35. The method of claim 29, wherein the wireless communication apparatus can overrule the frequency selection made by the further apparatus.
Description

This application claims the priority under 35 U.S.C. 119(e)(1) of U.S. provisional application No. 60/185,939, filed on Feb. 29, 2000.

FIELD OF THE INVENTION

The invention relates generally to wireless communications and, more particularly, to wireless communications that utilize frequency hopping techniques.

BACKGROUND OF THE INVENTION

Present telecommunication system technology includes a wide variety of wireless networking systems associated with both voice and data communications. An overview of several of these wireless networking systems is presented by Amitava Dutta-Roy, Communications Networks for Homes, IEEE Spectrum, pg. 26, December 1999. Therein, Dutta-Roy discusses several communication protocols in the 2.4 GHz band, including IEEE 802.11 direct-sequence spread spectrum (DSSS) and frequency-hopping (FHSS) protocols. A disadvantage of these protocols is the high overhead associated with their implementation. A less complex wireless protocol known as Shared Wireless Access Protocol (SWAP) also operates in the 2.4 GHz band. This protocol has been developed by the HomeRF Working Group and is supported by North American communications companies. The SWAP protocol uses frequency-hopping spread spectrum technology to produce a data rate of 1 Mb/sec. Another less complex protocol is named Bluetooth after a 10th century Scandinavian king who united several Danish kingdoms. This protocol also operates in the 2.4 GHz band and advantageously offers short-range wireless communication between Bluetooth devices without the need for a central network.

The Bluetooth protocol provides a 1 Mb/sec data rate with low energy consumption for battery powered devices operating in the 2.4 GHz ISM (industrial, scientific, medical) band. The current Bluetooth protocol provides a 10-meter range and an asymmetric data transfer rate of 721 kb/sec. The protocol supports a maximum of three voice channels for synchronous, CVSD-encoded transmission at 64 kb/sec. The Bluetooth protocol treats all radios as peer units except for a unique 48-bit address. At the start of any connection, the initiating unit is a temporary master. This temporary assignment, however, may change after initial communications are established. Each master may have active connections of up to seven slaves. Such a connection between a master and one or more slaves forms a “piconet.” Link management allows communication between piconets, thereby forming “scattemets.” Typical Bluetooth master devices include cordless phone base stations, local area network (LAN) access points, laptop computers, or bridges to other networks. Bluetooth slave devices may include cordless handsets, cell phones, headsets, personal digital assistants, digital cameras, or computer peripherals such as printers, scanners, fax machines and other devices.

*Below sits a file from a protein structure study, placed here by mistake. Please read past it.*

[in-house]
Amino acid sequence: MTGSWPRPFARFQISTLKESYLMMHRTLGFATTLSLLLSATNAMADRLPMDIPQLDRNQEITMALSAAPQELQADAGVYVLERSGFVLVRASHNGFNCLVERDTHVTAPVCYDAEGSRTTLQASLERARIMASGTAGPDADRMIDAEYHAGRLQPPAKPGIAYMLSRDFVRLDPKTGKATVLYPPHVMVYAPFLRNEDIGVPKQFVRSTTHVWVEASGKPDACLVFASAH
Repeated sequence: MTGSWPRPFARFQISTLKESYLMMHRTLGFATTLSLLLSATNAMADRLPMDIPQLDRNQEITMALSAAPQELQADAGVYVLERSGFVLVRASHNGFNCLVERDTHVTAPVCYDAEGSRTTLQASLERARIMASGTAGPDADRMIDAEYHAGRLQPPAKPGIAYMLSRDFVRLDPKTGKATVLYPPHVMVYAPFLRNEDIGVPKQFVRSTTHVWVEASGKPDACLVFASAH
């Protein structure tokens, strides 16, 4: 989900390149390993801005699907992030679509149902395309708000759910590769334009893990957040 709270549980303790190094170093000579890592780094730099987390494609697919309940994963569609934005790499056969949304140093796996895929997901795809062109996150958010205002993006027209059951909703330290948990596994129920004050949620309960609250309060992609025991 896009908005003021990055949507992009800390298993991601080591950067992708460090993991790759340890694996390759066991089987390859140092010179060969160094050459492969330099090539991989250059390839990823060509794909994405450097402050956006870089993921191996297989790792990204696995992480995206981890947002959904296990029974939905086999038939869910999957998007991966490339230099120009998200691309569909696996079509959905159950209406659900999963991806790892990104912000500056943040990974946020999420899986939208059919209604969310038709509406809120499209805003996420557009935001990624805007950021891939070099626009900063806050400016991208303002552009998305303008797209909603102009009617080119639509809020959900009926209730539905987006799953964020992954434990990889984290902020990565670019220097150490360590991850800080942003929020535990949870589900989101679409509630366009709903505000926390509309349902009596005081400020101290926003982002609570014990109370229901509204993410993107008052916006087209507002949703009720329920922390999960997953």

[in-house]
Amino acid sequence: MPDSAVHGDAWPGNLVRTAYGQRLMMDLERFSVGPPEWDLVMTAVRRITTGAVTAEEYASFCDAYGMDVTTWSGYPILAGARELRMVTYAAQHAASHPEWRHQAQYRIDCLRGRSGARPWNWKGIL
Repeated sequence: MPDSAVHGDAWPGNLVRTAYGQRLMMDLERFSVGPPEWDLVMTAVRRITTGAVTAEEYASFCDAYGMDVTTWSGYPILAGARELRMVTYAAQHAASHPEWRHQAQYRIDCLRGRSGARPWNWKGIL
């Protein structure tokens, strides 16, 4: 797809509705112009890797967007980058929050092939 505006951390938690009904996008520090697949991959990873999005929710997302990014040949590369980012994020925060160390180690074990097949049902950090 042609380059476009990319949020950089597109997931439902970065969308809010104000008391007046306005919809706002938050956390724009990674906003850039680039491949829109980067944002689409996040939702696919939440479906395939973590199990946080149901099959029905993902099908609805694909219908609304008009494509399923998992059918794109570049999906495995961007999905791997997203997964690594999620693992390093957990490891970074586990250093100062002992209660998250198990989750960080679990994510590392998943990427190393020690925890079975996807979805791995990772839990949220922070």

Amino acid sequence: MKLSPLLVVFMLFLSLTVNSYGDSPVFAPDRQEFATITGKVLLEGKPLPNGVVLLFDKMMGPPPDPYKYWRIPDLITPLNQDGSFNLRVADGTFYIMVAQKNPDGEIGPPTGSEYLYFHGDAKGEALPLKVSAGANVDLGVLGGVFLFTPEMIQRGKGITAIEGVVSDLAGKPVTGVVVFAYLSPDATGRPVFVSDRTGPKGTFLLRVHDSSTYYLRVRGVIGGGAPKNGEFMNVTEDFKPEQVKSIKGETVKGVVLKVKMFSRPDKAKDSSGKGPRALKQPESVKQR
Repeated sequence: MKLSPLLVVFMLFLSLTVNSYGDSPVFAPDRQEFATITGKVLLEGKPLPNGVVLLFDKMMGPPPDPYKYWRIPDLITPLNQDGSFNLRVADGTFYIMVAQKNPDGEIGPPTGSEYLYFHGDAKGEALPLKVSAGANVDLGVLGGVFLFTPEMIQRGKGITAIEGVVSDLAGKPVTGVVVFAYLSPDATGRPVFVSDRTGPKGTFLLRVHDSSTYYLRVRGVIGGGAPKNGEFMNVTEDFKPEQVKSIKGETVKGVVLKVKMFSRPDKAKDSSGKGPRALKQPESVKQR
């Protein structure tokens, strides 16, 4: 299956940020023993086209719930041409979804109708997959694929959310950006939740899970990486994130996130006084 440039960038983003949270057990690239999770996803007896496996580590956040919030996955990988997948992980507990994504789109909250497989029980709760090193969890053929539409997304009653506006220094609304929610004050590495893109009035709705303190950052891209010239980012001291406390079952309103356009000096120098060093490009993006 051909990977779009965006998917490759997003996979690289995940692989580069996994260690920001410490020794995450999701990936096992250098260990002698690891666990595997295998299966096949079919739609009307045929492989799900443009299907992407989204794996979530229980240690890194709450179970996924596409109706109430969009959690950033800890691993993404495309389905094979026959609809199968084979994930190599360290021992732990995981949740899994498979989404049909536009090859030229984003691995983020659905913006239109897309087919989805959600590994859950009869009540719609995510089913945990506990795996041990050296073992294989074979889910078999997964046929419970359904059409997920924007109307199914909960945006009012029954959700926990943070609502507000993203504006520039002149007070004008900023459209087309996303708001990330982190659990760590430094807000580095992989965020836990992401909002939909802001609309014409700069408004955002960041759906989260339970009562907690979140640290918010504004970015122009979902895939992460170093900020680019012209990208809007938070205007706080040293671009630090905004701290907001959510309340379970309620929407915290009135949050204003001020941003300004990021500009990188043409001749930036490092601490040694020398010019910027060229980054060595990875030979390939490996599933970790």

The Bluetooth protocol uses time-division duplex (TDD) to support bi-directional communication. Spread-spectrum technology or frequency diversity with frequency hopping permits operation in noisy environments and permits multiple piconets to exist in close proximity. The frequency hopping scheme permits up to 1600 hops per second over 79 1-MHZ channels or the entire ISM spectrum. Various error correcting schemes permit data packet protection by ⅓ and ⅔ rate forward error correction. Further, Bluetooth uses retransmission of packets for guaranteed reliability. These schemes help correct data errors, but at the expense of throughput.

The Bluetooth protocol is specified in detail in Specification of the Bluetooth System, Version 1.0A, Jul. 26, 1999, which is incorporated herein by reference.

In some Bluetooth applications, the master could be an access point (AP) which can afford to transmit at, for example, a 20 dBm power level, while the slave could be a mobile unit with strict power consumption limitations that permit it to transmit only at a substantially lower power level, for example 0 dBm. One conventional example of such a communications system is a cordless telephone system wherein the master is the base unit and the slaves are the mobile phone units. In the exemplary system specified above, there would be an imbalance between the master-to-slave link (i.e., the downlink) and the slave-to-master links (i.e., the uplinks). Considering now a voice application such as the aforementioned cordless telephone system, even when using a receive diversity antenna at the master, such a system would achieve a 10 dB diversity gain with selection diversity. Thus, there would still be a 10 dB power imbalance between the downlink and the uplink transmissions. This situation is illustrated in FIG. 1.